British business will not be harmed by a U.K. exit from the European Union, the leader of Britain's eurosceptic U.K. Independence Party (UKIP) told CNBC -- despite the latest survey showing the vast majority of manufacturers in favor of remaining in Europe.
"The fact is this country trades at a massive deficit with Europe. They sell us far more Mercedes and bottles of champagne than we sell them bottled beers and cars made here," Farage told CNBC, adding, "They need us more than we need them."
In a survey published Monday, U.K. manufacturing trade body EEF found that 85 percent of its members would vote to stay in the EU, with only 7 percent of companies voting to leave. The remaining 8 percent responded "don't know."
"Despite the continued challenges faced by the euro zone, manufacturers remain overwhelmingly of the view that our economic welbeing is inextricably linked to the EU and we must stay in membership," EEF CEO Terry Sculoer said in a statement.
But Farage told CNBC the EEF was "just plain wrong."
"You know, they are part of the big corporate set in Brussels," Farage said. "They are dependent on Brussels to pick the crumbs from the table. They don't want to show any opposition to it."
"We see this again and again and again, whether it's them or the CBI," Farage added. "We see trade bodies, or representative groups of trade bodies saying one thing, and when you go around the back and you poll the individual companies, you get a very different picture."
Farage spoke to CNBC late Friday at a metal casting site in Doncaster, England, on the second day of the UKIP National Conference. The three-day event saw more than a dozen speeches covering policy proposals on everything from U.K.-only immigration queues at airports to a scrapping of income taxes for workers on the minimum wage.
But over the weekend, it was the defection of lawmaker Mark Reckless from the Conservative Party to UKIP that drew the biggest headlines.
On Saturday, Reckless told conference attendees that he was frustrated with the Conservatives' European policies and had resigned as a Member of Parliament, triggering a by-election in his district of Rochester and Strood. Reckless is the second Tory MP to switch to UKIP in less than two months; Douglas Carswell announced his defection in August, and will seek to defend his seat as a UKIP candidate in a by-election in Clacton in October.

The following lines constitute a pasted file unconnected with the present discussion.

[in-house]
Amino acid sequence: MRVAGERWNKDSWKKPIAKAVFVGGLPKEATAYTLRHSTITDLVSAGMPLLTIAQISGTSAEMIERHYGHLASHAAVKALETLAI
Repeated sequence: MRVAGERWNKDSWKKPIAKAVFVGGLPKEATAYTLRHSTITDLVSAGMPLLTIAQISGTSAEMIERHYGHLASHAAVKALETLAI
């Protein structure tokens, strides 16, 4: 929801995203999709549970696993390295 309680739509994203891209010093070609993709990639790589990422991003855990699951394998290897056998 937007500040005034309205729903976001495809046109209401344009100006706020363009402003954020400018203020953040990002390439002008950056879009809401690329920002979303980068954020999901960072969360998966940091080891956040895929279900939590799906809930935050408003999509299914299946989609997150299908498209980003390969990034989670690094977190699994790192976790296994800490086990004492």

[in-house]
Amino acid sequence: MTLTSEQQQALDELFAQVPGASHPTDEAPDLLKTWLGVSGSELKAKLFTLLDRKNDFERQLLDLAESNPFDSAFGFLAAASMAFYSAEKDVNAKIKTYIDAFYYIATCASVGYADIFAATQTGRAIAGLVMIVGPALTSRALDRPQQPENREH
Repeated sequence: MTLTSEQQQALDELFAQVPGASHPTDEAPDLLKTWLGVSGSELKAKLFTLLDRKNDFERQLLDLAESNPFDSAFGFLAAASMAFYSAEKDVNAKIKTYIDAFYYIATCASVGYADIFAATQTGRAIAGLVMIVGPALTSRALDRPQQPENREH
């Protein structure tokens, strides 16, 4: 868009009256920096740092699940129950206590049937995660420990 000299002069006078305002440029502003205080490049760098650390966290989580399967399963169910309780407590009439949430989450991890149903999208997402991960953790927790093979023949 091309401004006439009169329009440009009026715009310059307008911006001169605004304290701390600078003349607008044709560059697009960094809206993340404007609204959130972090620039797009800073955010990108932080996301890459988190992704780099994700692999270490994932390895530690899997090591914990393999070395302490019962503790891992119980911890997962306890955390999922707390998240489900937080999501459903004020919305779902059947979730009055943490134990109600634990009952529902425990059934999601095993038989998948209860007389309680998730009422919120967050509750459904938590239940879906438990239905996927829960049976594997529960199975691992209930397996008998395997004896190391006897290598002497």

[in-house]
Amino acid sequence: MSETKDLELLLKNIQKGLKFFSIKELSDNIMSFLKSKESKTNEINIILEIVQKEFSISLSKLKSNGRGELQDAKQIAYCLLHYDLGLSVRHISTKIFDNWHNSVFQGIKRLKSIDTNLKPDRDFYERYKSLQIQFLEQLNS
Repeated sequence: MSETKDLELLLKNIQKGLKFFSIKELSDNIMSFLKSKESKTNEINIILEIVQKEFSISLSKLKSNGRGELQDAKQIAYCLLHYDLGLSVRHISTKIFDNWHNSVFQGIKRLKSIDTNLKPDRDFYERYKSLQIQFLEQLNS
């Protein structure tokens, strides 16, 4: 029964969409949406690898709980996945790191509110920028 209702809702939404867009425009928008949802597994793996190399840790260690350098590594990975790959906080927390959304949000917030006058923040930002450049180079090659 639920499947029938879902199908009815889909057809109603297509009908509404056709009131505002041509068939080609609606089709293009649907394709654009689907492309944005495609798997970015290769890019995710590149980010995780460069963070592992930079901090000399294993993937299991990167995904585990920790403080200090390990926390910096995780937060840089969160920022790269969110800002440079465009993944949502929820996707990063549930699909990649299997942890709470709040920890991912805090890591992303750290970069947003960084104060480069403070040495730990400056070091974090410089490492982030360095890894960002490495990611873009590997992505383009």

While UKIP currently has no representation in Westminster, according to the most recent polling numbers from YouGov, 15 percent of British voters would support UKIP in a general election, compared to 31 percent of voters for the Conservatives. According to the figures, 36 percent for voters nationally would support Labour, with just 7 percent backing the Liberal Democrats.
On Sunday, Prime Minister David Cameron, a Conservative, told the BBC on the first day of his own party conference in Birmingham that he found the defections "frustrating…counterproductive and rather senseless."
"If you want to have a European referendum, if you want to have immigration controls," Cameron said, "there is only one option and that is to have a Conservative government after the next election."
Cameron has promised a referendum on Britain's EU membership by the end of 2017 if the Conservatives win next year's general election.
Farage, meanwhile, said on Sunday that the defections represented not only a disillusion with Cameron's ruling party, but also with the Labour opposition.
"There is a great deal of disenchantment with David Cameron's leadership of the Conservative Party but equally don't underestimate the fact that there are Labour backbenchers who are thinking about this as well," Farage told the BBC, adding,
"It wouldn't surprise me if we saw more defections."
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